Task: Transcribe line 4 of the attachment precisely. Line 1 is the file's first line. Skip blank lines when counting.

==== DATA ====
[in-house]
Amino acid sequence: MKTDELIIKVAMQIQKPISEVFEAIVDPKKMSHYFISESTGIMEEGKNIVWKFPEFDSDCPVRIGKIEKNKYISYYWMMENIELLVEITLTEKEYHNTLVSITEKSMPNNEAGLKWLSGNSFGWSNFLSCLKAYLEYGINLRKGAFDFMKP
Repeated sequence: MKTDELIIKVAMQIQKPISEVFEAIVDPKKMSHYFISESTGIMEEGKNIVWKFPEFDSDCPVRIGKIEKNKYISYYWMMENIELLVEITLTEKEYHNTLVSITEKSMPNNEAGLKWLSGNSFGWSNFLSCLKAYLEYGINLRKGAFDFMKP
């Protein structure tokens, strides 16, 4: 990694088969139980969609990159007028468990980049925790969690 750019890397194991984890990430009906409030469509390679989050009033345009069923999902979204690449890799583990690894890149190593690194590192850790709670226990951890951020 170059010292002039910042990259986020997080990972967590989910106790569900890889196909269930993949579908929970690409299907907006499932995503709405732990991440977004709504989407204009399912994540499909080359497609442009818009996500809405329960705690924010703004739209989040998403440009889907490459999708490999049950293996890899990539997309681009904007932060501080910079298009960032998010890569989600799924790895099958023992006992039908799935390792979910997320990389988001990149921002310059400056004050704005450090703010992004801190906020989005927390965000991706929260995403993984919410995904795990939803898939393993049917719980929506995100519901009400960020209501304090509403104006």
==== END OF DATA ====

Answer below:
């Protein structure tokens, strides 16, 4: 990694088969139980969609990159007028468990980049925790969690 750019890397194991984890990430009906409030469509390679989050009033345009069923999902979204690449890799583990690894890149190593690194590192850790709670226990951890951020 170059010292002039910042990259986020997080990972967590989910106790569900890889196909269930993949579908929970690409299907907006499932995503709405732990991440977004709504989407204009399912994540499909080359497609442009818009996500809405329960705690924010703004739209989040998403440009889907490459999708490999049950293996890899990539997309681009904007932060501080910079298009960032998010890569989600799924790895099958023992006992039908799935390792979910997320990389988001990149921002310059400056004050704005450090703010992004801190906020989005927390965000991706929260995403993984919410995904795990939803898939393993049917719980929506995100519901009400960020209501304090509403104006």